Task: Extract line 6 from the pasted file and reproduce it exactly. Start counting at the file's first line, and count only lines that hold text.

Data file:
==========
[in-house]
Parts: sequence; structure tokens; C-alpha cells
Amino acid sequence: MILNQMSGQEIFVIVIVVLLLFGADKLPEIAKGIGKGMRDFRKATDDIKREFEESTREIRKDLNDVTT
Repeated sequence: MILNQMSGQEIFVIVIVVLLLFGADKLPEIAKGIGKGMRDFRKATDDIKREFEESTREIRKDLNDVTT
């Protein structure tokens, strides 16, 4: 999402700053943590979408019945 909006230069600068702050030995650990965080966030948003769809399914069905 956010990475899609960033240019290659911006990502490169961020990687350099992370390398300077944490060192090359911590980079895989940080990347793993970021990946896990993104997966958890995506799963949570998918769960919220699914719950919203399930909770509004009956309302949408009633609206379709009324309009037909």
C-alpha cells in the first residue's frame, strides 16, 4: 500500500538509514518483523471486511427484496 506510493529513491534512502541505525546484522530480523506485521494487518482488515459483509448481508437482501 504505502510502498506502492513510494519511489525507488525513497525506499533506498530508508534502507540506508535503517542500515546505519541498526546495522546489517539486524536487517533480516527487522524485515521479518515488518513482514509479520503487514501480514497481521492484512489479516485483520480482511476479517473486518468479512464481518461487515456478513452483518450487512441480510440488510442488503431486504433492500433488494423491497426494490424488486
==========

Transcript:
C-alpha cells in the first residue's frame, strides 16, 4: 500500500538509514518483523471486511427484496 506510493529513491534512502541505525546484522530480523506485521494487518482488515459483509448481508437482501 504505502510502498506502492513510494519511489525507488525513497525506499533506498530508508534502507540506508535503517542500515546505519541498526546495522546489517539486524536487517533480516527487522524485515521479518515488518513482514509479520503487514501480514497481521492484512489479516485483520480482511476479517473486518468479512464481518461487515456478513452483518450487512441480510440488510442488503431486504433492500433488494423491497426494490424488486